Politics of Poverty

Ideas and analysis from Oxfam America's policy experts

Protests in Kenya - a sign of the times in Africa

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After weeks of anti-government protests led by disgruntled youth, Kenyans are demanding greater accountability and an end to failed economic and security policies. Are the ruling elite listening?

The pressure that culminated in the deadly street protests in Nairobi had been building for weeks. Triggered by the introduction of a controversial finance bill, Kenyan youth had had enough. Kenyans viewed the legislation as adding insult to injury to the crushing cost-of-living crisis. Social media activists took to TikTok and X to stir opposition to the legislation arguing that, once again, the government had little regard for its suffering people.

The controversy began when the government proposed a $2.7 billion tax hike to reduce the budget deficit. Early versions of the bill taxed household staples like bread and cooking oil. Other provisions included taxes on financial transactions, vehicle ownership and an “eco tax” on materials that contribute to waste and harm the environment. The eco tax included mobile phones, cameras and recording equipment. For many Kenyans, these products are essential for their participation in the digital economy.

Thirty-nine people were reportedly killed during the protests. The notoriously violent Kenyan police are responsible for the deaths, having fired live rounds of ammunition at unarmed, peaceful protestors. Ironically, the disturbances began just days after President William Ruto returned from his official state visit to Washington, D.C., where President Biden feted President Ruto with a state dinner and hailed him as the new voice of progressive, forward thinking African leadership. The Biden administration also thanked Ruto for agreeing to send a contingent of the same violent Kenyan police to Haiti on a security assistance mission.

One can only wonder what the Biden White House and US Ambassador to Kenya, Meg Whitman, were thinking while watching televised recordings of Kenya’s heavy-handed response on the streets of Nairobi. Up until the demonstrations, President Biden hoped Ruto would help resurrect his own flagging Africa strategy. Meanwhile, Ambassador Whitman, one of Ruto’s biggest boosters, must have gone into damage control over the violence. During Ruto’s visit she had hosted events in Silicon Valley featuring many of the tech industries’ heaviest hitters. She has surely had to field questions from potential investors in Kenya’s tech sector.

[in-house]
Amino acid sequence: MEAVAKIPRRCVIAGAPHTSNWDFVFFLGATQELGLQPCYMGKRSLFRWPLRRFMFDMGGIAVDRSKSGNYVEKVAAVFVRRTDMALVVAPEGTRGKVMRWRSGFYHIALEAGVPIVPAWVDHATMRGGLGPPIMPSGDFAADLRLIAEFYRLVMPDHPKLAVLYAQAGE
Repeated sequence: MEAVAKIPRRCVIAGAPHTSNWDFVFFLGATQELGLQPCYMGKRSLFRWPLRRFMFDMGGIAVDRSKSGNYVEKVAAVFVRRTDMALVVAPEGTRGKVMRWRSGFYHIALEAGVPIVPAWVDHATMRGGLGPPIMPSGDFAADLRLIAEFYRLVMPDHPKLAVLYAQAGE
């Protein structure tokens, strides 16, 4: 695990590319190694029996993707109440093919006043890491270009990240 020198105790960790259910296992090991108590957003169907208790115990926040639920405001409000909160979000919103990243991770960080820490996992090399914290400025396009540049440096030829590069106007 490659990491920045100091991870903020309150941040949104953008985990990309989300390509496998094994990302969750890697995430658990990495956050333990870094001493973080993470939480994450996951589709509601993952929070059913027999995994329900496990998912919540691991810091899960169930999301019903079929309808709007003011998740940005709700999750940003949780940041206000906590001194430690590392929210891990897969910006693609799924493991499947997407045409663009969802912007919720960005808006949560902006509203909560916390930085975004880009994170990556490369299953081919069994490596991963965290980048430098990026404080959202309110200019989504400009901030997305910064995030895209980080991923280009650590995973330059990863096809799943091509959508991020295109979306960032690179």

As president, Ruto carefully cultivated the image of Kenya as a stable, secure, and prosperous democratic state. The storyline features Kenya as east Africa’s economic and political giant and the West’s most reliable African anchor state (Algeria, Nigeria and South Africa being the others) for foreign direct investment, trade, and security. Kenya is classified as a lower-middle income country with plans to become an industrialized nation by 2030. Agriculture, energy, financial services, manufacturing, real estate, and tourism are among the key drivers of Kenya’s economy. Ruto and Kenya were riding the wave of Africa’s growing importance in the world. It’s youthful population, critical minerals, and votes at international forums harbored new beginnings for an often-beleaguered continent.

The violence in Kenya is a cautionary tale about the contradictions facing African leaders’ ambition to transition and transform the continent. Many countries face lingering challenges from the COVID-induced economic downturn, high debt service payments, and slow economic growth. High youth unemployment and population growth only highlight the inability of many leaders to produce jobs, opportunity, and provide basic human services.

President Ruto learned the hard lesson that being celebrated in Brussels, London, and Washington does not equate to being admired in Nairobi. Transformation is hard work that requires planning and shared sacrifice. For decades, ordinary Kenyans have suffered while corrupt elite squandered taxpayer’s money and bank loans. Now, when the same monies are needed for infrastructure investments, schools, hospitals, and roads, the coffers are empty. International creditors require repayment, often at the expense of needed social services. Today, loans are more expensive and harder to obtain. This is the combustible mix of problems the finance bill ignited on the street. President Ruto was wise not to sign the legislation, however, calls are growing for his resignation. While unlikely, the protestors’ demands should be met with dialogue, not bullets.

In coming years, other African states are sure to experience increased civil unrest as governments transition through transformation with new reforms. This will undoubtedly test existing social contracts between government and the governed. Civil society is impatient and clamoring for change. This may explain why there is popular support for military juntas in the Sahel, and why former Senegalese President Maky Sall was prevented from running for an unconstitutional third term. There is tremendous stress on the existing order and the ruling elite must adapt or watch their countries descend into chaos and dysfunction.

Observers can only hope that leaders of today and tomorrow are closely watching President Ruto’s learned lessons. Transformation should include the informed consent of civil society. Western leaders should learn to develop separate and sustained relations with civil society to understand the diversity of opinions relating to Africa’s transformation. Africa need not remain a volatile risk, so long as all the important players monitor the winds of change and focus on inclusion and cooperation.